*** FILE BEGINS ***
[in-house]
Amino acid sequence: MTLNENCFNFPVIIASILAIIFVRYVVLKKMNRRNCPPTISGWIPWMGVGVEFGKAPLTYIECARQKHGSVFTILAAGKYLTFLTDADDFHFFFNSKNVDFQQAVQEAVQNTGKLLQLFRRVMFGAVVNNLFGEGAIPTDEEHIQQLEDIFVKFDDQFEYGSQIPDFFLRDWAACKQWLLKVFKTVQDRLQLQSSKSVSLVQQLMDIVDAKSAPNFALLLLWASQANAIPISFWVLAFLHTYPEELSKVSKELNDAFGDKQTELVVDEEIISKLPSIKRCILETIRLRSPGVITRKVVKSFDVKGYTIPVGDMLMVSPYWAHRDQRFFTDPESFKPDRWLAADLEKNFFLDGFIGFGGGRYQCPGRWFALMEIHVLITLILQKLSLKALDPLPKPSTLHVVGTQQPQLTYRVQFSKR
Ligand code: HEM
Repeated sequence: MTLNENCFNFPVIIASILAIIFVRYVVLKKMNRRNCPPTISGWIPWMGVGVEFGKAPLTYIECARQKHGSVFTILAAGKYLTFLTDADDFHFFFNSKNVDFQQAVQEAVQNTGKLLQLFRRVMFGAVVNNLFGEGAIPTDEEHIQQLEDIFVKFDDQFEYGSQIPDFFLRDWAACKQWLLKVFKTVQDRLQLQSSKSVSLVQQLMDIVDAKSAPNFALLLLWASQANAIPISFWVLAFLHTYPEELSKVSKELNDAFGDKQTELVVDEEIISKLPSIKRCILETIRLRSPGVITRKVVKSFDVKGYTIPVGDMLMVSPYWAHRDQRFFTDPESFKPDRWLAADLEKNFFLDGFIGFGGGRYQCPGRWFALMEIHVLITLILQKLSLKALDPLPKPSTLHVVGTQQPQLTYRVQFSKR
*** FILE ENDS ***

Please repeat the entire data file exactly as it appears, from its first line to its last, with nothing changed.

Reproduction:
[in-house]
Amino acid sequence: MTLNENCFNFPVIIASILAIIFVRYVVLKKMNRRNCPPTISGWIPWMGVGVEFGKAPLTYIECARQKHGSVFTILAAGKYLTFLTDADDFHFFFNSKNVDFQQAVQEAVQNTGKLLQLFRRVMFGAVVNNLFGEGAIPTDEEHIQQLEDIFVKFDDQFEYGSQIPDFFLRDWAACKQWLLKVFKTVQDRLQLQSSKSVSLVQQLMDIVDAKSAPNFALLLLWASQANAIPISFWVLAFLHTYPEELSKVSKELNDAFGDKQTELVVDEEIISKLPSIKRCILETIRLRSPGVITRKVVKSFDVKGYTIPVGDMLMVSPYWAHRDQRFFTDPESFKPDRWLAADLEKNFFLDGFIGFGGGRYQCPGRWFALMEIHVLITLILQKLSLKALDPLPKPSTLHVVGTQQPQLTYRVQFSKR
Ligand code: HEM
Repeated sequence: MTLNENCFNFPVIIASILAIIFVRYVVLKKMNRRNCPPTISGWIPWMGVGVEFGKAPLTYIECARQKHGSVFTILAAGKYLTFLTDADDFHFFFNSKNVDFQQAVQEAVQNTGKLLQLFRRVMFGAVVNNLFGEGAIPTDEEHIQQLEDIFVKFDDQFEYGSQIPDFFLRDWAACKQWLLKVFKTVQDRLQLQSSKSVSLVQQLMDIVDAKSAPNFALLLLWASQANAIPISFWVLAFLHTYPEELSKVSKELNDAFGDKQTELVVDEEIISKLPSIKRCILETIRLRSPGVITRKVVKSFDVKGYTIPVGDMLMVSPYWAHRDQRFFTDPESFKPDRWLAADLEKNFFLDGFIGFGGGRYQCPGRWFALMEIHVLITLILQKLSLKALDPLPKPSTLHVVGTQQPQLTYRVQFSKR